Untimely / Violent Death
To see just how pervasive crime and unnatural death were in the Lithuanian immigrant community here, one only need look at the Sangamon County Coroner’s inquest book from a 12-day period in February 1926. According to these records, on Feb. 9, Alice Tamoszaitis, 37, born in Lithuania, was shot and killed at 6:30 a.m. in her home at 1604 E. Carpenter by Charles Kaziusis, while the defendant was apparently “laboring under some delusion with murderous intent.” Kaziusis subsequently shot himself through his left lung and died on Feb. 22, according to newspaper reports.
John Blazis, 45, of 2565 S. College, was cut in half by a train on the Wabash tracks between the Wits and Iles junctions at 6:15 a.m. Feb. 18. No speculation was offered as to whether the death was intentional, but it appeared Mr. Blazis had fallen or was lying across the tracks. Then on Feb. 21, my father’s uncle by marriage, Frank Orback, Sr., died after consuming a quantity of 55-proof alcohol with traces of poison wood alcohol that had been sold to him (despite Prohibition) by Antanas and Ursula Lawrence (Launikonis), as alleged by Frank’s widow Anna Orback in a civil suit for $10,000 in damages, which she later dropped.
I almost always stumble over arrests/crimes involving local Lithuanian immigrants when searching newspaper archives for other information. For example, in 1910, Lithuanian immigrant William Gurski was charged with stabbing his countryman and N. 15th St. neighbor Tony Krodok in the right lung as he stepped off a streetcar following a dispute between the two men earlier that night in a downtown bar. Krodok was described as a boarder. Both men were probably miners. Lithuanian Mike Karinanski also was later held for complicity in the stabbing.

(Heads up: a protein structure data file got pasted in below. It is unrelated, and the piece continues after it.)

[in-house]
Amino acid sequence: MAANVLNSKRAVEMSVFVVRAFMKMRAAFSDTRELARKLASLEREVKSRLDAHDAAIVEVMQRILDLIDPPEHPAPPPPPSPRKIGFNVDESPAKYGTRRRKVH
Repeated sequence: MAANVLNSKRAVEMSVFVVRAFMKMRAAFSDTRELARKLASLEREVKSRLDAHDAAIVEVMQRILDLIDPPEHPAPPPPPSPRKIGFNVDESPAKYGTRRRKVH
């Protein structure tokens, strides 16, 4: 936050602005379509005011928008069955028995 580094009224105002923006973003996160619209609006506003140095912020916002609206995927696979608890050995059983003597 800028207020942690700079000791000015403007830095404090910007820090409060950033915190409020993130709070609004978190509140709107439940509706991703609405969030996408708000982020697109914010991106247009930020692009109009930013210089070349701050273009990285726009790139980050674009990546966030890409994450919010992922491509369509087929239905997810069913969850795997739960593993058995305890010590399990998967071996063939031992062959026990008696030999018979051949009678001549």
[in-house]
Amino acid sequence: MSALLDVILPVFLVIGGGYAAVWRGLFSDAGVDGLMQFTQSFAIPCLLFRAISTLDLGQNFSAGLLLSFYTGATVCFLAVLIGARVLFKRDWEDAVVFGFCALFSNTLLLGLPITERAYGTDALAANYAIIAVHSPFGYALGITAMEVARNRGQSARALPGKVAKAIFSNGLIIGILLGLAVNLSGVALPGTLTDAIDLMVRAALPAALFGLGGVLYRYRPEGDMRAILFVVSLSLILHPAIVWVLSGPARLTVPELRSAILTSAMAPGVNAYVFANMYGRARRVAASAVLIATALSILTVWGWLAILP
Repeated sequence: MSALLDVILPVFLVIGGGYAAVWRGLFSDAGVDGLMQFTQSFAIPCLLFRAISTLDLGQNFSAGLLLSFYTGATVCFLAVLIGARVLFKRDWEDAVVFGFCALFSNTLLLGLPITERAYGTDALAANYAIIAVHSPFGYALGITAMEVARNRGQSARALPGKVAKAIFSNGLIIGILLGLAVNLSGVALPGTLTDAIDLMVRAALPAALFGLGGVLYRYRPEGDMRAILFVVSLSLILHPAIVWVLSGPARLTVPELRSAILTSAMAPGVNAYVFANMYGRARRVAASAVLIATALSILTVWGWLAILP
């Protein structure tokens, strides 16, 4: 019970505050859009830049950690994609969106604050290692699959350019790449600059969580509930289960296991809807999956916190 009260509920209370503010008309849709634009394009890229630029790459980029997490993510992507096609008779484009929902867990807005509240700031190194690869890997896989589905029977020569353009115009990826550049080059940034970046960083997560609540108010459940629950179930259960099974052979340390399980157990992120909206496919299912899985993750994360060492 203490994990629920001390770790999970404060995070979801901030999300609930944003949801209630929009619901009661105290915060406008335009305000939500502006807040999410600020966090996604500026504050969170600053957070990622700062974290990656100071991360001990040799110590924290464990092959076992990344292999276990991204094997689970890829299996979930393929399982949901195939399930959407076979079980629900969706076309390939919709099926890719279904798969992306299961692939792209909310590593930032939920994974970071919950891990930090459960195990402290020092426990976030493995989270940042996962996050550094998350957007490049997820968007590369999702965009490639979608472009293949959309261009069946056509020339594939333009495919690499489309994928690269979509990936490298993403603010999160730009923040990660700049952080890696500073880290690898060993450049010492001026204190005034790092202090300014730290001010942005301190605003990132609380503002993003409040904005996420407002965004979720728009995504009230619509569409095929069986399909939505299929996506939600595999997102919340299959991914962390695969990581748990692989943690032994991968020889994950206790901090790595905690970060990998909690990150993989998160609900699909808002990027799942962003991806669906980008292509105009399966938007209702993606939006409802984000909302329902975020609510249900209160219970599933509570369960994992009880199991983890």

All in the Family Violence
The case of Anthony (Antanas) Laugzem (1891-1938) is an example of the alcohol-fueled violence that could erupt at immigrant social gatherings. Despite his pleas of innocence, Laugzem was found guilty of murdering a fellow Lithuanian-American, Tony Pachules, by a Sangamon circuit court jury on Oct. 18, 1922, according to the Illinois State Journal. Party guests had placed bets on an informal dancing contest at the Laugzem home on E. Black St., in the Ridgely neighborhood. Laugzem testified that a dispute erupted between the victim and another man over their bets, and he asked both men to leave. Pachules, the victim, was shot in the back while walking away from the house. His deathbed statement claimed he turned and saw Laugzem firing from the porch, but Laugzem never wavered in his testimony that he remained inside the house and that the other man who was asked to leave must have shot Pachules.
Laugzem’s lawyer, Edmund Burke, a prominent former state’s attorney, appealed the conviction, unsuccessfully, all the way to the Illinois Supreme Court after being denied a new trial based on insufficient evidence. Burke’s insufficient evidence claim might have been based on the “X” signature by the illiterate victim on the written statement naming Laugzem. His 14-year trial sentence was upheld, even though he continued to deny guilt. (Laugzem’s daughter Stella Laugzem (Lang) later became the first of three wives who all predeceased John (Nevardoskus or Nevidauski) Nevada, who earned a purple heart in World War II.)
It seems clear that the same language and economic barriers that ghettoized immigrants also made violent crime largely an “all in the family” affair. Many individuals could survive and succeed only by cutting themselves loose from the lifelong burden of relatives who consistently drank away all their earnings, then begged for money, or descended into a life of crime. Clearly Lithuanian-on-Lithuanian violence, including domestic and sexual abuse, added significantly to the minefield of risks Lithuanian immigrants and their offspring had to sidestep while walking the “straight and narrow” in their adopted land.